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Lafayette Middle School awarded recycling grant after 5-year process

Five years ago, Lafayette Middle School sixth grade teacher Joanna Porter realized how much paper was being wasted around the school building.

Now, through a joint effort with Oxford Recycling, the Mississippi Recycling Coalition has awarded a school recycling grant to Porter and LMS for their work in educating students about recycling and the environment.

LMS was one of nine Mississippi schools that were awarded a grant, as the MRC has gifted them a $1,000 grant for their efforts.

“I just started talking to the other teachers and realized, with having a gifted program, this is something I can teach my students to show responsibility and environmental quality,” Porter said.

Porter said she started small five years ago, as she worked with Oxford Recycling Coordinator Michelle Robinson to start the initiative. From there, Porter met Connie Hunter, who helped push their efforts further.

“She got us some bins from the city,” Porter said of Robinson’s initial help. “It took a few years to grow with that. Once Connie started working with Michelle, I got to know her as well and it’s really taken off the last two years.”

The MRC offers grants to all public and private schools, with teaching grades K-12 students in the State of Mississippi. The grants are $500 or $1,000 cash award, and also include a complimentary one-year membership to the MRC for each school.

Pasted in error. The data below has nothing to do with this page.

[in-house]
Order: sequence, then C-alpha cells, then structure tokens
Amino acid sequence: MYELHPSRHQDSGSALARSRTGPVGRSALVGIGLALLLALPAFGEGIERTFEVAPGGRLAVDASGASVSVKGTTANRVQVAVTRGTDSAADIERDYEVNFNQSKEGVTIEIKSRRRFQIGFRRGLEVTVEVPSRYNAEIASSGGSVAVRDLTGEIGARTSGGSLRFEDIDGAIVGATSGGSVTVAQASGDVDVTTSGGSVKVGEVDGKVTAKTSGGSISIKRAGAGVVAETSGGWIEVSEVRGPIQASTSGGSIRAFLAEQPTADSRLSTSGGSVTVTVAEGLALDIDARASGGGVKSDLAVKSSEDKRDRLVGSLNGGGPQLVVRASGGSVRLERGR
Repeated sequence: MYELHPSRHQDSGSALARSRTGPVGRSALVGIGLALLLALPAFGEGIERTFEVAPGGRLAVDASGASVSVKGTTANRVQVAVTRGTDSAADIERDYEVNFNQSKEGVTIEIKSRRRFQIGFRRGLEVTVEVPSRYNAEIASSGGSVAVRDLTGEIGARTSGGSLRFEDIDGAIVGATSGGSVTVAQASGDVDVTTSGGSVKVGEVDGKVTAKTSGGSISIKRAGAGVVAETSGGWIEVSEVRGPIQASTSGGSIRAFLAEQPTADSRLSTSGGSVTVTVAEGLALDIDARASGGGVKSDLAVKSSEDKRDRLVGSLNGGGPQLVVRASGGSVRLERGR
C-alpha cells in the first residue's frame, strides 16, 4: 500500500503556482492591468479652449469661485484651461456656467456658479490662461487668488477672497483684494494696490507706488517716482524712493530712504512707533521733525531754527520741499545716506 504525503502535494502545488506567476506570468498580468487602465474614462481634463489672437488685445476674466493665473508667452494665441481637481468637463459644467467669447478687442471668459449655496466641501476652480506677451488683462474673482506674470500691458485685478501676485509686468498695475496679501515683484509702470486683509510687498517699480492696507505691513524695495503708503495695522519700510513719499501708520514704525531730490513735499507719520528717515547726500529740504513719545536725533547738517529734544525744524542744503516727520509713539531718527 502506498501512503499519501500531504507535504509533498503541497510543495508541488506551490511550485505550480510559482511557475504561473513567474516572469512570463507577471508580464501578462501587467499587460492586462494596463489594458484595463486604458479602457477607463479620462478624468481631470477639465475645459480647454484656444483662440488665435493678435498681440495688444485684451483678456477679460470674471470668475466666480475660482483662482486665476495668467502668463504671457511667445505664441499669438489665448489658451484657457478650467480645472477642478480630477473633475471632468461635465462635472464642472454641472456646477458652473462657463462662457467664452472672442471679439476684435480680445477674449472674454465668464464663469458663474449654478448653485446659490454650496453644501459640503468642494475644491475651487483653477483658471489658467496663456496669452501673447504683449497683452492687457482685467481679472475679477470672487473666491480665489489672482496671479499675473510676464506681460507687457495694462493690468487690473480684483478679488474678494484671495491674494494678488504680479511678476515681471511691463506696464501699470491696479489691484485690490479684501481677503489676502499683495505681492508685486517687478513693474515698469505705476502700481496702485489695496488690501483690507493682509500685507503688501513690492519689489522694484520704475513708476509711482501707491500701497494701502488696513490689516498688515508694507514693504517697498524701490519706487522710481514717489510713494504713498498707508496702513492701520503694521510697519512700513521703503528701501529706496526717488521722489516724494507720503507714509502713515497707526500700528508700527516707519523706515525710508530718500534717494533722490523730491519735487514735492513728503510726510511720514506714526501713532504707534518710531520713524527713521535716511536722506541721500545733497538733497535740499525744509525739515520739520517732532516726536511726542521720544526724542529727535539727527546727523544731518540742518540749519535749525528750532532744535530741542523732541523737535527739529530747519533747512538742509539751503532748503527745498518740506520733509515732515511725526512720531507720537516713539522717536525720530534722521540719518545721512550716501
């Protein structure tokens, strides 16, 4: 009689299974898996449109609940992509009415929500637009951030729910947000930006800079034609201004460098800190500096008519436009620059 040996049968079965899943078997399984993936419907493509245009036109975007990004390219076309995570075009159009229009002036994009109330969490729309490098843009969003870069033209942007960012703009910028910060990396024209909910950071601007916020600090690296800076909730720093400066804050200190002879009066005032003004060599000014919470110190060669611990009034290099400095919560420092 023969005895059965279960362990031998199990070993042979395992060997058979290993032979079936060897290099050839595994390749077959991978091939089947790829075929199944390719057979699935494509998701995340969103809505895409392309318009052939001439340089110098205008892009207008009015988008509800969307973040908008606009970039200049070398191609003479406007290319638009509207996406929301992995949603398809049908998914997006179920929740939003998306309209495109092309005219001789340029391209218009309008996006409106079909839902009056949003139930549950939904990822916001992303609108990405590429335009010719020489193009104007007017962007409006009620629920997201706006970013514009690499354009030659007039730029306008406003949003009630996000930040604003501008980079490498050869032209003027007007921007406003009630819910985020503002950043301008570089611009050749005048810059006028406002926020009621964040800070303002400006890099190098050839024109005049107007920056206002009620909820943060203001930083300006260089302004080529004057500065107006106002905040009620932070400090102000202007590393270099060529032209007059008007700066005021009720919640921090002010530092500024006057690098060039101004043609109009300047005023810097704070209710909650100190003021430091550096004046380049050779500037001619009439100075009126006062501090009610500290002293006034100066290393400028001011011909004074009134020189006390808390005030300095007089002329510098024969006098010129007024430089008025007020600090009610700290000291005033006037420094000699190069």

A panel of MRC members evaluates each school grant application based on four criterions: recycling components of the program, student leadership and participation in the program, community involvement within the program and the emphasis the program puts on educating students.

Hunter, who works in Oxford Recycling as an educator, said teachers that are willing to educate students about recycling is one of the best things about the initiatives.

“We feel like it’s really important to get the kids when they’re young and start good habits with them,” Hunter said. “When we have teachers that are willing to work with us and teach the children, it’s the best thing.”

Porter said her students were allowed to present their case to the Lafayette County Board of Supervisors, and show them what they were exactly doing to promote better recycling habits at LMS.

“When they met with the supervisors, it was a big deal,” Porter said. “Once they see the money working for us, with the cart, with the materials that we need, I think it’s going to make their habits more consistent.”

Porter said she wanted to make a point that recycling in the city was much more difficult countywide than it is citywide. With the $1,000 grant, Porter said she’s going to attempt to make the recycling program grow even further.

“The program we’re doing right now is just with our sixth graders,” Porter said. “Next year might be sixth and seventh grade, if we can.”